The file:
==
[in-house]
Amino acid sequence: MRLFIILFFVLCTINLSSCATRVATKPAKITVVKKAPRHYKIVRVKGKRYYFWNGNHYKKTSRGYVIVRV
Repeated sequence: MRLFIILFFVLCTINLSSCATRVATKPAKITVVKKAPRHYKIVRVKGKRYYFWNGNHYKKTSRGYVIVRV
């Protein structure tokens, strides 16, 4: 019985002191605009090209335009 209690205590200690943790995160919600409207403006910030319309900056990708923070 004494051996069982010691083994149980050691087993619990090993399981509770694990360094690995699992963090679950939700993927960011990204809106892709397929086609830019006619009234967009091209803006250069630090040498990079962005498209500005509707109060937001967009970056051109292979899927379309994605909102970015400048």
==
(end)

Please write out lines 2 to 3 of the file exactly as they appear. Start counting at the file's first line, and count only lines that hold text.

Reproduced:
Amino acid sequence: MRLFIILFFVLCTINLSSCATRVATKPAKITVVKKAPRHYKIVRVKGKRYYFWNGNHYKKTSRGYVIVRV
Repeated sequence: MRLFIILFFVLCTINLSSCATRVATKPAKITVVKKAPRHYKIVRVKGKRYYFWNGNHYKKTSRGYVIVRV